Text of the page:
I’ve been spending a lot of time this month watching old episodes of Hunter on DVD. I’ll refresh your memory: Hunter was a cop show that debuted in 1984 and featured a male (Fred Dryer, former football star, played Ric Hunter) and female (Stepfanie Kramer, played Dee Dee McCall) busting bad guys and blowing up cars as they sought to make LA safe from “the garbage.” It was one of my favorite shows when I was in junior high (along with The Golden Girls and Empty Nest, both which preceded Hunter on Saturday nights). Today, I’ve found it both fascinating and depressing that the issues that Hunter and McCall tackled in the mid-1980s are still relevant today.
For example, the episode I watched this afternoon was from season two. Called “Case X,” it featured a porn photographer who often raped and sometimes killed the models sent to his studio. Some might think that this is a far-fetched scenario. Worse, others may believe that the women “deserved” it. After all, they work in the sex industry – they have sex all the time, so it’s hard to “rape” a woman who does it for money. Given the moral stigma of sex work in puritanical (yet hyper sexualized) cultures, it is easy to see how sex workers make perfect targets for violent crime. These attitudes only make the crimes harder to report to a skeptical law enforcement agency, and makes the perpetrators less likely to face recriminations.
It was with great interest, then, that I found out that today is the International Day to End Violence Against Sex Workers. According to the Sex Workers Outreach Project:
This event was created to call attention to hate crimes committed against sex workers all over the globe. Originally thought of by Dr. Annie Sprinkle and started by the Sex Workers Outreach Project USA as a memorial and vigil for the victims of the Green River Killer in Seattle Washington. International Day to End Violence Against Sex Workers has empowered workers from over cities around the world to come together and organize against discrimination and remember victims of violence. During the week of December 17th, sex worker rights organizations will be staging actions and vigils to raise awareness about violence that is commonly committed against sex workers. The assault, battery, rape and murder of sex workers must end. Existing laws prevent sex workers from reporting violence. The stigma and discrimination that is perpetuated by the prohibitionist laws has made violence against us acceptable. Please join with sex workers around the world and stand against criminalization and violence committed against prostitutes.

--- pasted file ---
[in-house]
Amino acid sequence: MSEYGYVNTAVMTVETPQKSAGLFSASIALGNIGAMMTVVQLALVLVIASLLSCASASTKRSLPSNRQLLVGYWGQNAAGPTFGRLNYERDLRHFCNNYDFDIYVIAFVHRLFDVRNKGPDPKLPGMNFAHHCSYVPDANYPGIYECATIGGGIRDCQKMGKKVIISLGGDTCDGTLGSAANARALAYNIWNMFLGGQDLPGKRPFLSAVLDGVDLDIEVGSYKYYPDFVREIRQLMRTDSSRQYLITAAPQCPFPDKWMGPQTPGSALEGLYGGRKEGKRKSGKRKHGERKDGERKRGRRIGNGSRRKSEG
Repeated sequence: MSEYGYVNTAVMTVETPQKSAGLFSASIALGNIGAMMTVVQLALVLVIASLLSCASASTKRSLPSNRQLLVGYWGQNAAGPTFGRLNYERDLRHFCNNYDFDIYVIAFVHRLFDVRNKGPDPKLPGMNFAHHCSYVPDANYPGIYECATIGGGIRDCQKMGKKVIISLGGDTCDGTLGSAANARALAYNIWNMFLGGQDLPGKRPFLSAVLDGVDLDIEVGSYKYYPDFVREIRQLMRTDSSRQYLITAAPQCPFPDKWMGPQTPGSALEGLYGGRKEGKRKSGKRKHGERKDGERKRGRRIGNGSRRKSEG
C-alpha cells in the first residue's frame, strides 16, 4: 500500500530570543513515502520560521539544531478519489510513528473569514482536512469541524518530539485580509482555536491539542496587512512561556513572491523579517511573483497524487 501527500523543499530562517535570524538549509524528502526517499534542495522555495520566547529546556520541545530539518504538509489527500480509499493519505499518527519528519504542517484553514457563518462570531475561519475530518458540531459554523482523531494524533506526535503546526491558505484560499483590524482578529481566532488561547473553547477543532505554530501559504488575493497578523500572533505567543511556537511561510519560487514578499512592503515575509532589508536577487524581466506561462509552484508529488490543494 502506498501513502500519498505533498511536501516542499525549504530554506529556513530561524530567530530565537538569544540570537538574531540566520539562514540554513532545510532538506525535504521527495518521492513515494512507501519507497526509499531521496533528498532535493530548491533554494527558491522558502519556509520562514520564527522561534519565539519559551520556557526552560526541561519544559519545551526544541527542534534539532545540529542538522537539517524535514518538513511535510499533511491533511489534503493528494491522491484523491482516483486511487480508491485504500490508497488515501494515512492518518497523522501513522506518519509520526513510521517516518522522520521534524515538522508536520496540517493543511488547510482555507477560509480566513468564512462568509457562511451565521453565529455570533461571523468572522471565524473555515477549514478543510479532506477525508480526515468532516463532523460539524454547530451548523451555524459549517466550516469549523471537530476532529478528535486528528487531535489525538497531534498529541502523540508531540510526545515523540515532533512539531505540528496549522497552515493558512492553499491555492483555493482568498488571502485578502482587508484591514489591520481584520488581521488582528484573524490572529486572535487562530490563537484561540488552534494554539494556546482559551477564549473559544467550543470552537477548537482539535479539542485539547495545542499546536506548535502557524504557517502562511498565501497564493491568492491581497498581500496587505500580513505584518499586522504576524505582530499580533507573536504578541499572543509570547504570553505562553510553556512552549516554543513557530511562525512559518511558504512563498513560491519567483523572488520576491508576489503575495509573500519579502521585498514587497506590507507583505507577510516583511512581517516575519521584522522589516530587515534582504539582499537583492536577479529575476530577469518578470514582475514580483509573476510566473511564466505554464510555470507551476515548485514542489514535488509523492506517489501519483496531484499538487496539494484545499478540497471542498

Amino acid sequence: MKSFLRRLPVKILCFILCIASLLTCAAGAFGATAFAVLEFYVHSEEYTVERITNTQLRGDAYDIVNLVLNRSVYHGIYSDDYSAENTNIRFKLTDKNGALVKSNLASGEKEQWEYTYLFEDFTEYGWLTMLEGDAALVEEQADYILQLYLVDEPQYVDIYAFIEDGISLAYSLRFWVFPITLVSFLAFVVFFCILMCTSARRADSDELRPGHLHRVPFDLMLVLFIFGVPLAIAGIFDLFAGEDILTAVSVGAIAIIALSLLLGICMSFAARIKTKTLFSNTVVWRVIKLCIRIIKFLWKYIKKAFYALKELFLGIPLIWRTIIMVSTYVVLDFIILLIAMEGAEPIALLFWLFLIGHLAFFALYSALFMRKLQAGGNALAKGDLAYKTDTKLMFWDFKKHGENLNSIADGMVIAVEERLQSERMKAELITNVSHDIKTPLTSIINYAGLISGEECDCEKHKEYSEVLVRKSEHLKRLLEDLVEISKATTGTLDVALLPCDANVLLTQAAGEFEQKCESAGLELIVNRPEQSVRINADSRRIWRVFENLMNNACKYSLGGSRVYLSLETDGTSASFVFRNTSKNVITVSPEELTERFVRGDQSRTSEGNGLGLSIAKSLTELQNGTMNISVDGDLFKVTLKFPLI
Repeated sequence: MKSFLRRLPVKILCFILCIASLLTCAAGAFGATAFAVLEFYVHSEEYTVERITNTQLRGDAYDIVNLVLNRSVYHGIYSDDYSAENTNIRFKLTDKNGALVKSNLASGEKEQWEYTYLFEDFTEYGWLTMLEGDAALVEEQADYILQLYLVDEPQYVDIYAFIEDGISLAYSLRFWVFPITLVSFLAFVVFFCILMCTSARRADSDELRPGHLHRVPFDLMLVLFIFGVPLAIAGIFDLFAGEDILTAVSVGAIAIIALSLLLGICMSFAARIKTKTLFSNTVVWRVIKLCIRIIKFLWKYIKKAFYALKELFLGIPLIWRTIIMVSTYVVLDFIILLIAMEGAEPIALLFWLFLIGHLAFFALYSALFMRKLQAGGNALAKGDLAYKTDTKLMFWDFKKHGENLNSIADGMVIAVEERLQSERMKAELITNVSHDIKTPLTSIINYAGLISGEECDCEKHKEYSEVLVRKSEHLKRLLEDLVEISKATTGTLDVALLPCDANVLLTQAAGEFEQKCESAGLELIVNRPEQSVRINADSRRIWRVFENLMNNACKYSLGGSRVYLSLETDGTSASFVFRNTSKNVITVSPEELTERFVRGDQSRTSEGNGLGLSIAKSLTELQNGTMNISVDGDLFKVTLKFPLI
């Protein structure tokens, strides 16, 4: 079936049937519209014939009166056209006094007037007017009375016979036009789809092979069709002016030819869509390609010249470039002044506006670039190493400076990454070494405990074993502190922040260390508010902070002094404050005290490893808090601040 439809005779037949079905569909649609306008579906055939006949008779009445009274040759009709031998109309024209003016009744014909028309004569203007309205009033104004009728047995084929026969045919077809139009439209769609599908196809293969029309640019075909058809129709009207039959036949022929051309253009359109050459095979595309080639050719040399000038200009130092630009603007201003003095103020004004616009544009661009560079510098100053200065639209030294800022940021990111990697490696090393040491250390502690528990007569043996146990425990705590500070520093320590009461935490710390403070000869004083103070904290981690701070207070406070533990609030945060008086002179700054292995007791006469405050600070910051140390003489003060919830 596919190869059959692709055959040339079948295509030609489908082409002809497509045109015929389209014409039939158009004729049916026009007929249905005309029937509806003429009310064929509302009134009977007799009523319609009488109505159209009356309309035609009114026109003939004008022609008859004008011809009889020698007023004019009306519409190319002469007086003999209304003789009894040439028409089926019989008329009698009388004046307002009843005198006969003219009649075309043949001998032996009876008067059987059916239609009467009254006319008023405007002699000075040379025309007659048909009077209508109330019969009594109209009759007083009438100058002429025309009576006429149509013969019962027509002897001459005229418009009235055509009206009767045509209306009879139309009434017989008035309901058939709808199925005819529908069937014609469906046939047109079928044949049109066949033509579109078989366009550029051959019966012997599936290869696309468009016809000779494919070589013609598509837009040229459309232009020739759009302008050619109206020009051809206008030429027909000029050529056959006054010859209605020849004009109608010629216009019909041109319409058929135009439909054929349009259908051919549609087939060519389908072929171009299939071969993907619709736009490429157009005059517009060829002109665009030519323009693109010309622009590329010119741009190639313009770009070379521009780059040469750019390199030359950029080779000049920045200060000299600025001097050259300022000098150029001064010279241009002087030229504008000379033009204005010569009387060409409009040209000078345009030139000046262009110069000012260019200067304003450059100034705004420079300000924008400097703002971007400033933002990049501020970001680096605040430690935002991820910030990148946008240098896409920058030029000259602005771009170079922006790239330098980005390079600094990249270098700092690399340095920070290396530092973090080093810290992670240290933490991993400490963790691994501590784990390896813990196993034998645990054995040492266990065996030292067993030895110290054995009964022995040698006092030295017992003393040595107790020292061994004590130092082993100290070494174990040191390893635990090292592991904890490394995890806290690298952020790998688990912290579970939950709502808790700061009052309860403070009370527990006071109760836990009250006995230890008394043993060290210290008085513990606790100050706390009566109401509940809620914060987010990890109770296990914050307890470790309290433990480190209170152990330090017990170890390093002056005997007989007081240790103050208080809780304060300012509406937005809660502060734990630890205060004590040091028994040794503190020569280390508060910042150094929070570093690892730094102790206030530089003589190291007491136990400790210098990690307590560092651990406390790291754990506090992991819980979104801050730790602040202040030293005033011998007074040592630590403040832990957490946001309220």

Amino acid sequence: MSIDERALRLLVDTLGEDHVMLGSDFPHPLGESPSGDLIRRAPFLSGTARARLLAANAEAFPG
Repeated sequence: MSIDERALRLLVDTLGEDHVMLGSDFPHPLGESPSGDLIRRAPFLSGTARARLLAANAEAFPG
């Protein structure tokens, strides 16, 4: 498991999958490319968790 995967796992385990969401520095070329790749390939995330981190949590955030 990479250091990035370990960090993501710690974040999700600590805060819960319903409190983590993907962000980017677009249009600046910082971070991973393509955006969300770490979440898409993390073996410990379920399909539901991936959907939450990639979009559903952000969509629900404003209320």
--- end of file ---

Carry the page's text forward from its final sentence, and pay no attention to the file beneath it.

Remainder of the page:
The New York School of Burlesque shares tips for those who want to get involved:
Ten Things You Can Do to Participate:
1. Do something of personal meaning alone at home; take a ritual bath, or simply think about those who have died, light a candle, make a wish, have a cry, call a friend and discuss the topic, etc.
2. Write a short personal quote or a statement about violence against sex workers and send to the SWOP web site for them to post.
3. Send a donation to a nonprofit group that helps sex workers stay safer.
4. Organize a public memorial event in your town. If not, choose a place, and time, where you can gather. Make an email letter and/or flyer and get it around with news of the event. Invite people to bring writings, stories, readings, thoughts, related news items, poems, performances, etc. Make a circle at the event. Take turns sharing. This will make for a wonderful memorial and be great for consciousness raising and outreach as well.
5. Organize a panel discussion about violence towards sex workers. You can ask a church or other community space if you can do it there.
6. Send news of this event to any and all press you know, so the word gets out that there are people who care about murdered sex workers, and who are concerned with the safety of sex workers out there today.
7. Attend one of the events which is listed on the SWOP web site.
8. If you know any sex workers, send them some information about self-defense.
9. Send a personal email letter to people telling them how you feel about violence against sex workers and the women who were murdered by serial killer Gary Ridgway. Or email this letter around.
10. Read Daisy Anarchy's poem, to yourself or to friends, or at one of the public events. Or email it around.
Here’s a partial list of events:
No matter whether you think sex work is wrong or acceptable, no one has the right to abuse sex workers. Even the jizzmoppers who clean the nudie booths have a union to protect their rights and ensure that they have decent working conditions. (I know this because my friend was an attorney for their union.) Sex workers around the world are speaking up and demanding respect, thanks in part to the efforts of SWOP, Desiree Alliance, Sex Worker Action New York (SWANK), Stella, Erotic Service Providers Union (ESPU), Scarlet Alliance, Spread magazine, Zi Teng, Sex Workers’ Internet Radio Lounge (SWIRL), Venus Envy, and Starlight Ministries. Whenever a violent crime is committed against a woman (or anyone), it is committed against all of us, regardless of their line of work.
Suzanne also blogs at Campaign for Unshaved Snatch (CUSS) & Other Rants
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